Evangelicals in Midwest Who Ditched Trump Cost Him the Election, Early Data Suggests

Prior to the election in swing states where lots of evangelicals vote, $140,000 worth of billboards contrasted biblical quotes with those of President Donald Trump. One had an image of Jesus on the left with the phrase, "Turn the other cheek," while on the right was a photo of Trump saying, "I'd like to punch him in the face." The signs were up in Michigan, Pennsylvania, Wisconsin and more.

With exit polls trickling in that suggest Trump's support among white evangelicals slipped around 5 percentage points nationwide to 76 percent, and more in a few battleground states, the coordinated effort among this group that makes up roughly one-fifth of the electorate might have ensured victory for Joe Biden.

The billboards—part of a campaign dubbed, "His Words Matter"—were courtesy of Vote Common Good, which spent $2.5 million to defeat Trump, and teamed with other organizations such as Faith 2020, Catholics for Biden, and The New Moral Majority. They went on a bus tour, stopping in 41 states for rallies that drew as many as 250 evangelicals each, and always made the local news on TV and in newspapers; they mailed postcards to Republican voters in Michigan urging them to vote against Trump; and they cut commercials with evangelicals pledging to do just that.

In Wisconsin,Trump is poised to lose by less than 1 percent of the votes, as is the case in Georgia and Pennsylvania, while the difference in Michigan is about 2 percent. In Kent County, Michigan, considered an evangelical stronghold, Biden earned 50,000 more votes than did Hillary Clinton four years earlier, ensuring it flipped from Republican in 2016 to Democrat in 2020.

Vote Common Good, run by Minnesota Pastor Doug Pagitt, was founded two years ago, long before Biden was the Democrat nominee for president, though it didn't matter who the contender was since its goal was to simply defeat Trump.

"We targeted habitual Republican voters like evangelicals and Catholics, Pagitt told Newsweek. "We knew if we moved votes just enough, we'd cut into his winnable margin. We believe we had an impact."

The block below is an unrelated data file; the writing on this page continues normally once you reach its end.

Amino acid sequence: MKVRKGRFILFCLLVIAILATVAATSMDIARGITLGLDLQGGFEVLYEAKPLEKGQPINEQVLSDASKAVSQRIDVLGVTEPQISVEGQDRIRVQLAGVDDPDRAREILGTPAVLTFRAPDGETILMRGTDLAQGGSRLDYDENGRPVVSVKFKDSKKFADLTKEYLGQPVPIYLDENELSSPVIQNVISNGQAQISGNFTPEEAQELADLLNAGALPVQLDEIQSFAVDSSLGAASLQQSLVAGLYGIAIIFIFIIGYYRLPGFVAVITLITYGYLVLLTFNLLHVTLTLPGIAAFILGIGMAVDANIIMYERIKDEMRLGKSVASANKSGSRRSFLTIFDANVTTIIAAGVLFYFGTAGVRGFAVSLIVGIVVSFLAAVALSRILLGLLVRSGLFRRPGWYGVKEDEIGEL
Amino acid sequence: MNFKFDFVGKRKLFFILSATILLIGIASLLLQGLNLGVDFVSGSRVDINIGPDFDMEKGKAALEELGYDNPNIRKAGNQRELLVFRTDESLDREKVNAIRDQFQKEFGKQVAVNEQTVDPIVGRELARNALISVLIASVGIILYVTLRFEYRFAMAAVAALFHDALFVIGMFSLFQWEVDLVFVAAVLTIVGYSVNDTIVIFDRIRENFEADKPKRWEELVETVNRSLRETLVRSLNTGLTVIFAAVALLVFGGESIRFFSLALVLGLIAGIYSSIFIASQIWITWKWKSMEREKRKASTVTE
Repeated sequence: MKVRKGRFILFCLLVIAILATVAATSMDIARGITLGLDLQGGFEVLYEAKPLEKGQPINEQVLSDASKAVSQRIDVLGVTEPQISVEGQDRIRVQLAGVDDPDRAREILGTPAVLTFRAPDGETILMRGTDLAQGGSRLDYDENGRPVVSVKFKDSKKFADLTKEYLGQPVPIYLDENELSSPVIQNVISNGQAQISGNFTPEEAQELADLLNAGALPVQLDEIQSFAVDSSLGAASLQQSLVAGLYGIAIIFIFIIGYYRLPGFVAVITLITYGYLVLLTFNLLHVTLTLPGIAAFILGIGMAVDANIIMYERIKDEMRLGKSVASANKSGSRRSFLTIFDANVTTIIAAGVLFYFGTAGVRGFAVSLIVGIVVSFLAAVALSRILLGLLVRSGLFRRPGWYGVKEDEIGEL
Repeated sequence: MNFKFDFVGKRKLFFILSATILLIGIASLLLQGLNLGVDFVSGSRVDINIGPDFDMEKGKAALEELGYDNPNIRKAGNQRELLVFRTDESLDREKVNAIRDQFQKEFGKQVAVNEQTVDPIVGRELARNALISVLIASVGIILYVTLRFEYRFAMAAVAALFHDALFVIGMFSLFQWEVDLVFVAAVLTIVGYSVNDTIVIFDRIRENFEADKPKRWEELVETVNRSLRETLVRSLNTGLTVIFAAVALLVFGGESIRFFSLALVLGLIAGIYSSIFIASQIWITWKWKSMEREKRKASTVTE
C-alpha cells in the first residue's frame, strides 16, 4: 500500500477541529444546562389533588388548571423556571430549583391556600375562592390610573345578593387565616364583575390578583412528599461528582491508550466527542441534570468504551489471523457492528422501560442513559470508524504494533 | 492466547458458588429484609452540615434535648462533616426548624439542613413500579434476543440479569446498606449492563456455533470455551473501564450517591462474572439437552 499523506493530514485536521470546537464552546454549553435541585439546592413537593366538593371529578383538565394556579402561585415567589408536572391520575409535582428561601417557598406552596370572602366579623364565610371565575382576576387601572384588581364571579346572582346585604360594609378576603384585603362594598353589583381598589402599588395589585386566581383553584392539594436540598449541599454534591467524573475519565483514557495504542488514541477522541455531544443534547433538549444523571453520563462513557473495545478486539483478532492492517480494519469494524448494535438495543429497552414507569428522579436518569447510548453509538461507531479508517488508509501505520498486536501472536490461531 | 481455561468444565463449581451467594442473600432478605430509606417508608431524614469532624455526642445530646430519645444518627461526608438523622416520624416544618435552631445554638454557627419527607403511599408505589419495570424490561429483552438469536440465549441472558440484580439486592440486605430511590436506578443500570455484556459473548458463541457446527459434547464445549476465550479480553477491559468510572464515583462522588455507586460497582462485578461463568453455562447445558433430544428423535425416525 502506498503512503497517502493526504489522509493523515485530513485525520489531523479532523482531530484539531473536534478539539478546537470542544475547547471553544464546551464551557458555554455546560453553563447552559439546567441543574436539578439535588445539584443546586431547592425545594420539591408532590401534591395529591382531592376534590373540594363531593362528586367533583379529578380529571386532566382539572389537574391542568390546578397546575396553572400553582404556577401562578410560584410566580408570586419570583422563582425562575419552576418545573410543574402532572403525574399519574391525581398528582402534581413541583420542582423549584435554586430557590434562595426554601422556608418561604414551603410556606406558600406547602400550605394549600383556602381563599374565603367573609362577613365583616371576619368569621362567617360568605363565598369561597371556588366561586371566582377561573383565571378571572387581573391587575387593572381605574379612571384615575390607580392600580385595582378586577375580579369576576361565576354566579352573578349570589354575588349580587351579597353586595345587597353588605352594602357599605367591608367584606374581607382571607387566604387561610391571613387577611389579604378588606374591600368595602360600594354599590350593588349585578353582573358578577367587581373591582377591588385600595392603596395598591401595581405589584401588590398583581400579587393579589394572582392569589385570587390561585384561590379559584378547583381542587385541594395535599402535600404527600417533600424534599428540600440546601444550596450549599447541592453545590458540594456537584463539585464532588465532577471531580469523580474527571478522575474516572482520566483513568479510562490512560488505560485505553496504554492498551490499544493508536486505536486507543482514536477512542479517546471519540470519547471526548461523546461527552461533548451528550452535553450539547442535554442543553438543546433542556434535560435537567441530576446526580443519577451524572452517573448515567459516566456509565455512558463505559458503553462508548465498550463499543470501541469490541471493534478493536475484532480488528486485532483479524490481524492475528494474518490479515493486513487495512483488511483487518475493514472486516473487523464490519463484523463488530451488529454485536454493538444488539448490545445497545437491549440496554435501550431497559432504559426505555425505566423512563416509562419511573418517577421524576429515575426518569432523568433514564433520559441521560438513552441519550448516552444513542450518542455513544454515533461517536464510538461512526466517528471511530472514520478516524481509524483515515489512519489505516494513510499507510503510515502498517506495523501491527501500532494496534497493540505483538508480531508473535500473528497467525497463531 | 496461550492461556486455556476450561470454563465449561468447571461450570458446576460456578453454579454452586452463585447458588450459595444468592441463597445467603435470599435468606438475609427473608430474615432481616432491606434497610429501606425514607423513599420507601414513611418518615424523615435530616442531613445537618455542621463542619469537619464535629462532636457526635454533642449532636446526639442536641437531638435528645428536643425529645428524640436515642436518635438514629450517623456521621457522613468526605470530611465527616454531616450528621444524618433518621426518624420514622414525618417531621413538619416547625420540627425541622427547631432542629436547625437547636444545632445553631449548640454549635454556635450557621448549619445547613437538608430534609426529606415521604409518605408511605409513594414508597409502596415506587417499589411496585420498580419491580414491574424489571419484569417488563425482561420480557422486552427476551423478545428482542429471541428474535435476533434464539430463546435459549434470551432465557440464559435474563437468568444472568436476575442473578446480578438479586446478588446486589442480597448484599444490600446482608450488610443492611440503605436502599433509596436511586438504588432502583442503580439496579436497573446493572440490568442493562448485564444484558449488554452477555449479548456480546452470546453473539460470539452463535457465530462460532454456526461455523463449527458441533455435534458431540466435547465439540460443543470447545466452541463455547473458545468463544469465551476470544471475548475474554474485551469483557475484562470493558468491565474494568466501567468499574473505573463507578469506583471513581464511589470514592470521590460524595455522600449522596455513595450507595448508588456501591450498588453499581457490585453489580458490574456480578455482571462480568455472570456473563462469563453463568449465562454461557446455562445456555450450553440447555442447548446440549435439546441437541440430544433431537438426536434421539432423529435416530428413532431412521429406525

Donald Trump
President Donald Trump holds a Bible while visiting St. John's Church across from the White House after the area was cleared of people protesting the death of George Floyd on June 1, 2020, in Washington, D.C. BRENDAN SMIALOWSKI/AFP/Getty

In Michigan, Pagitt said his group's data suggests 70 percent of white evangelicals voted for Trump, down from 81 percent four years ago. He said their research indicates 300,000 white evangelicals statewide ditched Trump, more than the 157,000 non-evangelicals who did likewise in the state.

Even those on the other side agree that such efforts paid off, such as Everett Piper, author of Not a Daycare: The Devastating Consequences of Abandoning Truth and former president of Oklahoma Wesleyan University. "It is indisputable that there was an organized effort from the evangelical left to unseat President Trump," he told Newsweek, singling out the group Pro-Life Evangelicals for Biden.

That group circulated a petition explaining that, while it disagrees with Biden and the Democrats on abortion, poverty also kills. "So does lack of healthcare and smoking. Racism kills. Unless we quickly make major changes, devastating climate change will kill tens of millions."

Trump is like a self-cleaning oven; he does all the work for you. Trump makes the argument he's unfit for office. Our job was to convince those who knew they were uncomfortable with him to not fall back into their habitual voting pattern. We created the context of a different choice.
Doug Pagitt, Minnesota pastor and head of Vote Common Good

One of its prominent evangelical signatories, and a co-founder of the effort, was Ronald Sider, president emeritus of Evangelicals for Social Action, who told Newsweek that while only 8,000 signed the document, it generated plenty of news at major outlets, so word got out that it was OK for evangelicals to vote for Biden, even if they hadn't cast their ballot for a Democrat in decades. Sider notes that another petition, "Evangelicals for Biden," garnered 175,000 signatures.

"What is clear is that Biden chose to reach out to evangelicals in a way that Hillary Clinton simply did not," Sider said. "Our group will now make sure that Biden doesn't go (to) the extreme on issues like abortion and religious freedom. We don't agree with him on all issues, so we'll continue to be active."

But Piper, who calls Pro-Life Evangelicals for Biden an "oxymoron," predicts that many evangelicals who turned away from Trump in favor of Biden in 2020 might end up with buyer's remorse.

"The Democrat strategy of renting an evangelical paid off," Piper said. "If it weren't for Christ's promise that, in the end, the gates of hell will not prevail against his true church, I'd suggest the Body of Christ just committed cultural suicide by naively handing the gun to its executioner."

"Trump is like a self-cleaning oven; he does all the work for you," countered Pagitt. "Trump makes the argument he's unfit for office. Our job was to convince those who knew they were uncomfortable with him to not fall back into their habitual voting pattern. We created the context of a different choice."